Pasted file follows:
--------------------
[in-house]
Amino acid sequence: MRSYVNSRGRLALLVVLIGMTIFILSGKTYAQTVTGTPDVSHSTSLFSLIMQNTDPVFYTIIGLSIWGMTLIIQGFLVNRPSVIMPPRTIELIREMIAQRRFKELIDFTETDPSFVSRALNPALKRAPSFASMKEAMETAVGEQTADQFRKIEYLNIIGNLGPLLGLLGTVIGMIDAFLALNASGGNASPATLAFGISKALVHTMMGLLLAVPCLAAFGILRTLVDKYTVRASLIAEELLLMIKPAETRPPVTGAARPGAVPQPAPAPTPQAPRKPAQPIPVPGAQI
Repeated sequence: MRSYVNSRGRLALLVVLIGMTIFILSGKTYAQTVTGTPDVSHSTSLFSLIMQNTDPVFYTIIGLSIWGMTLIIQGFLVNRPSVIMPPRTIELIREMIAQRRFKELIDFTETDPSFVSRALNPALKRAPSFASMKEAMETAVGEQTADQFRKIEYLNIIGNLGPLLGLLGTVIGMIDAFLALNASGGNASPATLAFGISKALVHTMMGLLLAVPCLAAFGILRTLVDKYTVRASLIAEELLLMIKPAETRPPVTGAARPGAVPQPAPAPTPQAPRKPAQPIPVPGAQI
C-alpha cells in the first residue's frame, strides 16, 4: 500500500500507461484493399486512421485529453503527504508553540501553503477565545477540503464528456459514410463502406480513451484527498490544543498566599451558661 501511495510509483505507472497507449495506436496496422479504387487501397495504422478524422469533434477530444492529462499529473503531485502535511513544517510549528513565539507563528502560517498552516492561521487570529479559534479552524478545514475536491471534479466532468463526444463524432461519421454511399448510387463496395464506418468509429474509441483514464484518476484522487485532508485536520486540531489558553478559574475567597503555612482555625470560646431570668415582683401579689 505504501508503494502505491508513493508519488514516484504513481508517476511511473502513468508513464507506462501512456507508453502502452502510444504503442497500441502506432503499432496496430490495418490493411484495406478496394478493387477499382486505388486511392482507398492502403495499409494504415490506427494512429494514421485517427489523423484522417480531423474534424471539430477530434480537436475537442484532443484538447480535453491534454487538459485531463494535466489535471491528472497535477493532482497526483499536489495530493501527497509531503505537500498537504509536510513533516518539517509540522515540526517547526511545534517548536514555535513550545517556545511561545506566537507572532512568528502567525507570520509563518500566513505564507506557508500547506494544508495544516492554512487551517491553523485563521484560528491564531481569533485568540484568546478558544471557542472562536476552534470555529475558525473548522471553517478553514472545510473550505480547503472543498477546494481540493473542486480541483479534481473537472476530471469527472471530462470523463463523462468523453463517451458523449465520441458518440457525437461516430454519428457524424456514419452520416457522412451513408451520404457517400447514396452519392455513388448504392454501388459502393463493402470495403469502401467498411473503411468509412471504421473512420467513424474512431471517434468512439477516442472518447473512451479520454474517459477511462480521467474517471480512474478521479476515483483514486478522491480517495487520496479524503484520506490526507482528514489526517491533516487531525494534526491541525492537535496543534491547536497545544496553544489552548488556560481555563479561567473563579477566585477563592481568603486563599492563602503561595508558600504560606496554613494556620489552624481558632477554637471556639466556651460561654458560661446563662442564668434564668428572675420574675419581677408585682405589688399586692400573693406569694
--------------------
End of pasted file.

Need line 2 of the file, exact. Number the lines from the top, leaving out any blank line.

Amino acid sequence: MRSYVNSRGRLALLVVLIGMTIFILSGKTYAQTVTGTPDVSHSTSLFSLIMQNTDPVFYTIIGLSIWGMTLIIQGFLVNRPSVIMPPRTIELIREMIAQRRFKELIDFTETDPSFVSRALNPALKRAPSFASMKEAMETAVGEQTADQFRKIEYLNIIGNLGPLLGLLGTVIGMIDAFLALNASGGNASPATLAFGISKALVHTMMGLLLAVPCLAAFGILRTLVDKYTVRASLIAEELLLMIKPAETRPPVTGAARPGAVPQPAPAPTPQAPRKPAQPIPVPGAQI